Margulis' normal subgroup theorem states that any normal subgroup of a higher rank irreducible lattice is either finite or of finite index. What are the known counter-examples in rank $1$ ?
I am especially interested by $PU(2,1)$.
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Sign up to join this communityMargulis' normal subgroup theorem states that any normal subgroup of a higher rank irreducible lattice is either finite or of finite index. What are the known counter-examples in rank $1$ ?
I am especially interested by $PU(2,1)$.
Any cocompact lattice in a rank-one Lie group is word-hyperbolic. Olshanskii proved that such groups are SQ-universal, meaning in particular that they have uncountably many normal subgroups. Similar results are known for non-uniform lattices, which are relatively hyperbolic.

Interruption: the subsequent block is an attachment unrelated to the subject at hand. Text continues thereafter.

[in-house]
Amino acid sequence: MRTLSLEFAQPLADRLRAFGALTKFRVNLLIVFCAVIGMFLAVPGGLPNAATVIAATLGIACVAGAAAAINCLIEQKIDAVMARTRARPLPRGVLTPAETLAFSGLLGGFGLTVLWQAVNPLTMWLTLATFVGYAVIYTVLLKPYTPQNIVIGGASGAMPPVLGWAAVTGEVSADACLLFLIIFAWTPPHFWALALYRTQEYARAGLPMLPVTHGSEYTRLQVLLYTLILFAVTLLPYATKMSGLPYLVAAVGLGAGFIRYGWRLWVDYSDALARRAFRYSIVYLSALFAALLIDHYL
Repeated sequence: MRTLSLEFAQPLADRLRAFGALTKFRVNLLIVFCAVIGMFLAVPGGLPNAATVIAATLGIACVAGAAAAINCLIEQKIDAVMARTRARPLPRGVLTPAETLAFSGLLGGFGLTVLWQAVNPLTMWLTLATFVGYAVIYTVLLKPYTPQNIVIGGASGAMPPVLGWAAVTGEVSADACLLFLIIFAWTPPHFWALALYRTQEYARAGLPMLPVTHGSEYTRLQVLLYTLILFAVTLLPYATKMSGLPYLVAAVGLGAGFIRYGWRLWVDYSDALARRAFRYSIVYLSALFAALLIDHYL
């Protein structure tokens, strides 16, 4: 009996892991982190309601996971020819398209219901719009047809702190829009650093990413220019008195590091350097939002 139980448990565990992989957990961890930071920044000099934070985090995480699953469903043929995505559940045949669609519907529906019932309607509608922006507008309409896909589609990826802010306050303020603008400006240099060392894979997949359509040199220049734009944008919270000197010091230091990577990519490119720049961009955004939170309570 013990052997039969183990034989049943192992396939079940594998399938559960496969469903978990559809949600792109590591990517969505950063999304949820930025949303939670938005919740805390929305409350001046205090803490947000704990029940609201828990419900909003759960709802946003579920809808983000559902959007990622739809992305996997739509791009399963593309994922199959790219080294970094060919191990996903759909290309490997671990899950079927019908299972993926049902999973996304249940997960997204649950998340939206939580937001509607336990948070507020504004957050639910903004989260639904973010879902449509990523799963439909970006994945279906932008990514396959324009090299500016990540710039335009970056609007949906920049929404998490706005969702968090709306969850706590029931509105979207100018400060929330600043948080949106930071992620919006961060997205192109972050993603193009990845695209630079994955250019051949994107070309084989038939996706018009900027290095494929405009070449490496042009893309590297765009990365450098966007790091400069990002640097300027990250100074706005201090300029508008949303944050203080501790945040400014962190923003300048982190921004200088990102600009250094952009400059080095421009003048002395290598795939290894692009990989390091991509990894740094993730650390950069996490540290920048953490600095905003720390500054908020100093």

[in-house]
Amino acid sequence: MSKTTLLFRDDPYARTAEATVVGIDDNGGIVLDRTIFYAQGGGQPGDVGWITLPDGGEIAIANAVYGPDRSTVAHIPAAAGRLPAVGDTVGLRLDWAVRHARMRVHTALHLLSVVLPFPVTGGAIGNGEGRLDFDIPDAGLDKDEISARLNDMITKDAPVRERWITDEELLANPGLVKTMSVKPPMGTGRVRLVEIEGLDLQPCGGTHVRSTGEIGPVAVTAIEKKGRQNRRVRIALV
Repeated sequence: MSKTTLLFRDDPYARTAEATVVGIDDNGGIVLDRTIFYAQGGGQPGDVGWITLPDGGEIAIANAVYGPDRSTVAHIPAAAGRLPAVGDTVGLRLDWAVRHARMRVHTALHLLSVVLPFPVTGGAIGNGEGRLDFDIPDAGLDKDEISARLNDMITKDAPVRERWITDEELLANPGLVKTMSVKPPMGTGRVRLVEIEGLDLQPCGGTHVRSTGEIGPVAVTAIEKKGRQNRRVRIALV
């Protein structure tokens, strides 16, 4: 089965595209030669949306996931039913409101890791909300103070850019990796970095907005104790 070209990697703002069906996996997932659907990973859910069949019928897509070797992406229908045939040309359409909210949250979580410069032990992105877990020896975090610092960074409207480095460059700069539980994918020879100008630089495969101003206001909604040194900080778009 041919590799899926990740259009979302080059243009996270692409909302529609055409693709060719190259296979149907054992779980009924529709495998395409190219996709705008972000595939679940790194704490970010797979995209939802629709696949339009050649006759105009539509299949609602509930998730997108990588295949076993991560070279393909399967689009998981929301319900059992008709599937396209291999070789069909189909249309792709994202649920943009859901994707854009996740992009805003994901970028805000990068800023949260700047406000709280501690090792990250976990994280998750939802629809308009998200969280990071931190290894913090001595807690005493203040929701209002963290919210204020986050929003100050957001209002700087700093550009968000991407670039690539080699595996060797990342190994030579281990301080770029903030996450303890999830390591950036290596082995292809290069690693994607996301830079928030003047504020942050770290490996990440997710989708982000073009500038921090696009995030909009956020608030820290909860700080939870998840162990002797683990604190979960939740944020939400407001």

As Yemon Choi suggests in comments, the simplest example comes from $PSL(2,\mathbb{Z})$. The 2-congruence subgroup $\Gamma(2)$ is free of rank two, and hence surjects every two-generator group.
Also interesting in this context is the existence of compact complex surfaces whose universal cover is the ball and admitting an holomorphic map onto a Riemann surface with connected fibers. The kernel of the induced map is a finitely generated group of infinite index. This is similar to the existence (Rips counterexample) of finitely generated normal subgroup in certain small cancelation groups with arbitrary complicated f.p. quotient.